DC FieldValueLanguage
dc.contributor.authorOsman, Abdulkadir-
dc.contributor.authorGoehring, Lucas-
dc.contributor.authorStitt, Hugh-
dc.contributor.authorShokri, Nima-
dc.date.accessioned2020-10-08T09:27:18Z-
dc.date.available2020-10-08T09:27:18Z-
dc.date.issued2020-09-28-
dc.identifier.citationSoft matter 36 (16): 8345-8351 (2020-09-28)de_DE
dc.identifier.issn1744-6848de_DE
dc.identifier.urihttp://hdl.handle.net/11420/7507-
dc.description.abstractIn this work, we investigated the effect of the suspension properties on the drying dynamics and the resulting film peeling instability. To do so, a comprehensive series of experiments were conducted using drops of aqueous mixtures of colloidal silica dispersions and polyethylene oxide (PEO) additives. Time-lapse digital microscope images of the evaporating droplets show that film peeling can be discouraged and eventually eliminated with an increase in PEO concentration and molecular weight. This is due to the additives modifying the suspension properties which in turn modify the drying front length across the evaporating surface. Our result extends the understanding of the physics of film failure which is relevant information for various industrial processes such as in inkjet printing and coating applications.en
dc.language.isoende_DE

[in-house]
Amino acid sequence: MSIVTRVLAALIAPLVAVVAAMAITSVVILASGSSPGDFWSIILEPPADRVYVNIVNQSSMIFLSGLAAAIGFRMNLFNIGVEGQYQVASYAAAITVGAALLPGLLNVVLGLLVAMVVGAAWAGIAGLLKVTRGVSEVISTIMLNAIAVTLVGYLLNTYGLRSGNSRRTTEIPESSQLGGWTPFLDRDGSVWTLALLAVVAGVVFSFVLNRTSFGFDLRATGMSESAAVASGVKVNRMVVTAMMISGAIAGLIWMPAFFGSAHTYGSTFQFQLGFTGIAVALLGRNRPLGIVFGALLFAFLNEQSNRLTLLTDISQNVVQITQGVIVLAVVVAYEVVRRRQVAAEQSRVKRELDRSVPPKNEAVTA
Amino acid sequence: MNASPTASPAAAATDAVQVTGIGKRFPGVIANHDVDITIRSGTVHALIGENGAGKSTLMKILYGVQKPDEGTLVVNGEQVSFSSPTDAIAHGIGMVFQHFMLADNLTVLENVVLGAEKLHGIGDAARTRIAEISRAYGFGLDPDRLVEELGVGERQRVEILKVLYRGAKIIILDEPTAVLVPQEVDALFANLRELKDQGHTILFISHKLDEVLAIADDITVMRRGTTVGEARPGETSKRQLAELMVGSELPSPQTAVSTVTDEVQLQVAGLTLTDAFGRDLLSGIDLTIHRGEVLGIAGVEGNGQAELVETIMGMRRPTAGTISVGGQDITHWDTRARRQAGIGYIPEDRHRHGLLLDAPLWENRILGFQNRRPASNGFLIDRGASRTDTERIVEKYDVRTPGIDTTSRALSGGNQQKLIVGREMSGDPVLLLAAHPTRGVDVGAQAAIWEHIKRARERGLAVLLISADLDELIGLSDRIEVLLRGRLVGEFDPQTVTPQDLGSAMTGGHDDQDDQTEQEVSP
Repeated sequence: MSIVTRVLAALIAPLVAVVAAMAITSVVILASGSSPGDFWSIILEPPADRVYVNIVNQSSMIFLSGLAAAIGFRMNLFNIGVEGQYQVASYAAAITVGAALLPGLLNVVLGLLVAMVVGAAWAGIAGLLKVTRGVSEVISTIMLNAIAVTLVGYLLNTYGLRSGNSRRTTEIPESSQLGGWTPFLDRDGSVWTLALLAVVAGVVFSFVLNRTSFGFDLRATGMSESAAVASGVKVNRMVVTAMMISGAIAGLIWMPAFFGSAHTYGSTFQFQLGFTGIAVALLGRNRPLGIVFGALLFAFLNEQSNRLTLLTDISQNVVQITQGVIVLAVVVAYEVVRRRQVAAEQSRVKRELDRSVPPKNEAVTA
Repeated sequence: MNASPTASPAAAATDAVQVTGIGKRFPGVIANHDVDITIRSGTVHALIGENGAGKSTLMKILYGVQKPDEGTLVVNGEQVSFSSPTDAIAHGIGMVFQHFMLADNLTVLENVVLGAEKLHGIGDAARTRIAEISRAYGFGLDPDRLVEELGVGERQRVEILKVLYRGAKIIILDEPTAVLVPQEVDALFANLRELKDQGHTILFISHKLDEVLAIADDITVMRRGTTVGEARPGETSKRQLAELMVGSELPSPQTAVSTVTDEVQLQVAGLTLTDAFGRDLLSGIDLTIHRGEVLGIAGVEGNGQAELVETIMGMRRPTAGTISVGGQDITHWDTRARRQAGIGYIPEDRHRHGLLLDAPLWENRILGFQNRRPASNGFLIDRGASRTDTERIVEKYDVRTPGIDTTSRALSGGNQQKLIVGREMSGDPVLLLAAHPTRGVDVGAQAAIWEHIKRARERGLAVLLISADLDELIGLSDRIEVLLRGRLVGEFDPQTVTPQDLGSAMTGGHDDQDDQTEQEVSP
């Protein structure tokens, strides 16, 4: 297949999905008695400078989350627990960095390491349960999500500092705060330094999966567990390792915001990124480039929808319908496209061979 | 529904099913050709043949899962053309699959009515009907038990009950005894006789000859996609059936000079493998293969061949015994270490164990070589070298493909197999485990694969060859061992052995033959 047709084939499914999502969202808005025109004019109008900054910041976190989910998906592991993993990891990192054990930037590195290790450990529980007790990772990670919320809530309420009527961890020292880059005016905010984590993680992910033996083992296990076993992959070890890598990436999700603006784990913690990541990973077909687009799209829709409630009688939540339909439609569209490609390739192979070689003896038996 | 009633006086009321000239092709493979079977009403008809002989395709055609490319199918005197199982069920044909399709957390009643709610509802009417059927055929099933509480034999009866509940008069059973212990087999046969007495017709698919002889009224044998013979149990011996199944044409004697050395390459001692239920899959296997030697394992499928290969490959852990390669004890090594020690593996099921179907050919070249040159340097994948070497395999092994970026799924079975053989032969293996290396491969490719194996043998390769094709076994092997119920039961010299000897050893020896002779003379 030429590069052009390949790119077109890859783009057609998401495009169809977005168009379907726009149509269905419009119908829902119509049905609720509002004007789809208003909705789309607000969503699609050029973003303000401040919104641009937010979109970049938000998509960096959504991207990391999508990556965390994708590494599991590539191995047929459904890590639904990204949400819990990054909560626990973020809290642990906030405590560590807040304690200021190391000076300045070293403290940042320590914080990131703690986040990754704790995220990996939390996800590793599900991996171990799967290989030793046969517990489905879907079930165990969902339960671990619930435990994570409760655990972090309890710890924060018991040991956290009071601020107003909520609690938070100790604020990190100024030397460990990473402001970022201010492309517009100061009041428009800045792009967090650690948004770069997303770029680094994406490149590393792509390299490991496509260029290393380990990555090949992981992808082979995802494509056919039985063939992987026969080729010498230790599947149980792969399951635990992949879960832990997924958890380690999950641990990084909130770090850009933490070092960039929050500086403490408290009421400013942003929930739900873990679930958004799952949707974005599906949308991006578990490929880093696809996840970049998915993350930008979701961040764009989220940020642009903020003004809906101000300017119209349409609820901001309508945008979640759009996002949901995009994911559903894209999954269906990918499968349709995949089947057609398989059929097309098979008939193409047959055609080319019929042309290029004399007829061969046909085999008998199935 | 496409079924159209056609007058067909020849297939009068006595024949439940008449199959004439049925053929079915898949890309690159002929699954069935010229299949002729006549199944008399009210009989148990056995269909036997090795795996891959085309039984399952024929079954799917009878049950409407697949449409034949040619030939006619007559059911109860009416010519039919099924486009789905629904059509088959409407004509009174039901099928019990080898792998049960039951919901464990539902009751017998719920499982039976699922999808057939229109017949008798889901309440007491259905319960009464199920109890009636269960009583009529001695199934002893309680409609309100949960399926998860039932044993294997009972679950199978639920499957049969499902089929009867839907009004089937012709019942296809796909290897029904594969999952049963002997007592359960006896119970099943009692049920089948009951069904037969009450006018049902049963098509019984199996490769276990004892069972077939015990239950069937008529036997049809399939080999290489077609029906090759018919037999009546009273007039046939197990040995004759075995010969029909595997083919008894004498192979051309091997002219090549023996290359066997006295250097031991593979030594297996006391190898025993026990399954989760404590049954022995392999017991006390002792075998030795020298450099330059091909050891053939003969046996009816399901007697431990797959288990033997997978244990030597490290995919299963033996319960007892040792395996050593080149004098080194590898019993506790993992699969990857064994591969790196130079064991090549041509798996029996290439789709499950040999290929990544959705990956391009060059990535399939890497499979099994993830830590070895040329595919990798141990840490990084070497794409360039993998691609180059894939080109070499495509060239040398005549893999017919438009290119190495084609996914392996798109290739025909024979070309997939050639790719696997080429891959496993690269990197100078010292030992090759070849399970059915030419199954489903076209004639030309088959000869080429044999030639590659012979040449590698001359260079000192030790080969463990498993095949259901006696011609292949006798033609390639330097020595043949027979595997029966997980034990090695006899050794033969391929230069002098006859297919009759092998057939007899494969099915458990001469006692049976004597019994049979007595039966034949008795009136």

dc.relation.ispartofSoft matterde_DE
dc.titleControlling the drying-induced peeling of colloidal filmsde_DE
dc.typeArticlede_DE
dc.type.diniarticle-
dcterms.DCMITypeText-
tuhh.abstract.englishIn this work, we investigated the effect of the suspension properties on the drying dynamics and the resulting film peeling instability. To do so, a comprehensive series of experiments were conducted using drops of aqueous mixtures of colloidal silica dispersions and polyethylene oxide (PEO) additives. Time-lapse digital microscope images of the evaporating droplets show that film peeling can be discouraged and eventually eliminated with an increase in PEO concentration and molecular weight. This is due to the additives modifying the suspension properties which in turn modify the drying front length across the evaporating surface. Our result extends the understanding of the physics of film failure which is relevant information for various industrial processes such as in inkjet printing and coating applications.de_DE
tuhh.publisher.doi10.1039/d0sm00252f-
tuhh.publication.instituteGeohydroinformatik B-9de_DE
tuhh.type.opus(wissenschaftlicher) Artikel-
dc.type.driverarticle-
dc.type.casraiJournal Article-
tuhh.container.issue36de_DE
tuhh.container.volume16de_DE
tuhh.container.startpage8345de_DE
tuhh.container.endpage8351de_DE
dc.identifier.pmid32966530-
dc.identifier.scopus2-s2.0-85091549938-
item.fulltextNo Fulltext-
item.openairecristypehttp://purl.org/coar/resource_type/c_6501-
item.creatorOrcidOsman, Abdulkadir-
item.creatorOrcidGoehring, Lucas-
item.creatorOrcidStitt, Hugh-
item.creatorOrcidShokri, Nima-
item.languageiso639-1en-
item.cerifentitytypePublications-
item.openairetypeArticle-
item.grantfulltextnone-
item.creatorGNDOsman, Abdulkadir-
item.creatorGNDGoehring, Lucas-
item.creatorGNDStitt, Hugh-
item.creatorGNDShokri, Nima-
crisitem.author.deptGeohydroinformatik B-9-
crisitem.author.orcid0000-0002-3858-7295-
crisitem.author.orcid0000-0002-2208-882X-
crisitem.author.parentorgStudiendekanat Bauwesen-
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